​TEDx Perth

TEDx Perth is an independently organised TED event bringing together speakers and ideas from all backgrounds for a one day, conference style, series of talks. It’s existed in its current format for the last four years, but after being an avid TED watcher, this was my first event and what a ride it was. Equal parts fulfilling and exhausting, it was a long day of listening to diverse talks on many topics you’d never think to explore.

It started on an interesting note with a “Stranger Danger” breakfast. Upon arrival, everyone is allocated a table of strangers with whom to share breakfast. Conversation cards prompt participants to ask questions and learn more about one another. As it turns out, the need to constantly engage with people you don’t know is tiring and less fun than it sounds. That said, I really liked the concept and hope to try one of their dinners in a more casual setting.

The talks were off to a youthful and energetic start. Ky Sinclair talked about “The Homelove Project” he founded, which aims to bring together communities and empower people through education. Another young energiser spoke on the theme of disruption. Peter Sharp opened by cutting his neck tie off, leading him to discuss various experiments he’s run to challenge notions of the everyday. His talk ended in a spontaneous dance party, naturally.

What I expected to be two of the more dull talks, turned out to be the most engaging. Laura Boykin opened her talk declaring, “there are two days in your life, the day you were born and the day you realise what you are born to do.” She discussed research to control whiteflies that affect cassava crops sustaining large populations in sub-Saharan Africa. And who knew rock art could be so fascinating? But Jo McDonald made the case for preserving this heritage, arguing rock art is one of the earliest forms of human communication and knowledge sharing, relating it back to how we use modern day symbols. I enjoyed these talks immensely because both speakers were so dedicated to their topics, their passion was infectious.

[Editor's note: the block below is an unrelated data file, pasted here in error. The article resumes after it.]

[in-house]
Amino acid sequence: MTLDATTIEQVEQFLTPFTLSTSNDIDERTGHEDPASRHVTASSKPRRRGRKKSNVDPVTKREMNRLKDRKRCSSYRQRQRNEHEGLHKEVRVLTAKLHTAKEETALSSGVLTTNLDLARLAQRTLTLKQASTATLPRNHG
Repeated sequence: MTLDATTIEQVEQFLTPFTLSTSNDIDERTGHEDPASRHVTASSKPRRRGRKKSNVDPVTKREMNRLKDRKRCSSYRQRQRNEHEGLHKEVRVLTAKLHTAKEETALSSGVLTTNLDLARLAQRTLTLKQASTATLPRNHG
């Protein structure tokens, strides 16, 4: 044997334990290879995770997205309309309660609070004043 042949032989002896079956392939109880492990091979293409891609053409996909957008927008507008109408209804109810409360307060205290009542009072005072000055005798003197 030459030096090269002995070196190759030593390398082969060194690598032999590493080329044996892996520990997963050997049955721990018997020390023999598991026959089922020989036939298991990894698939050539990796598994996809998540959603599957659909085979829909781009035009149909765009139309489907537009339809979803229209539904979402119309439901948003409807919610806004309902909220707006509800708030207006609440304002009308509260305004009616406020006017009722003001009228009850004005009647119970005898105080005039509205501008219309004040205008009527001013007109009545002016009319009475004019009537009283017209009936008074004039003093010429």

Callum Ormonde, PhD candidate, explains the process of unboiling an egg.

The highlight of the day was a good friend Callum Ormonde, who delivered a rousing talk on how he chanced upon a formula to unfold proteins and subsequently unboil an egg. It seems the idea is so unfathomable that my spell check tries to correct the word “unboil”. The research won an Ig Nobel Prize for chemistry, an award for science that makes people laugh, then think. But what resonated most was Callum declaring his weakest subject to be chemistry. He concluded, “never shy away from your weaknesses [because] who knows, that could just be where you find your most memorable achievements yet.”

In the end, the best was truly saved for last. Paula Constant spoke of how her expedition to walk from London across the Sahara was cut short by a civil war in Niger. She felt she had failed in her goal, but what happened next was unexpected. Through writing books and giving talks, she concluded that our modern definition of success and how we go about achieving it is woefully inadequate. Instead, she argued our definition of success is flawed because “nothing lasts, nothing finishes and nothing is perfect”. Much like the Japanese concept of Wabi-sabi, we should embrace failure and learn to find beauty in imperfection.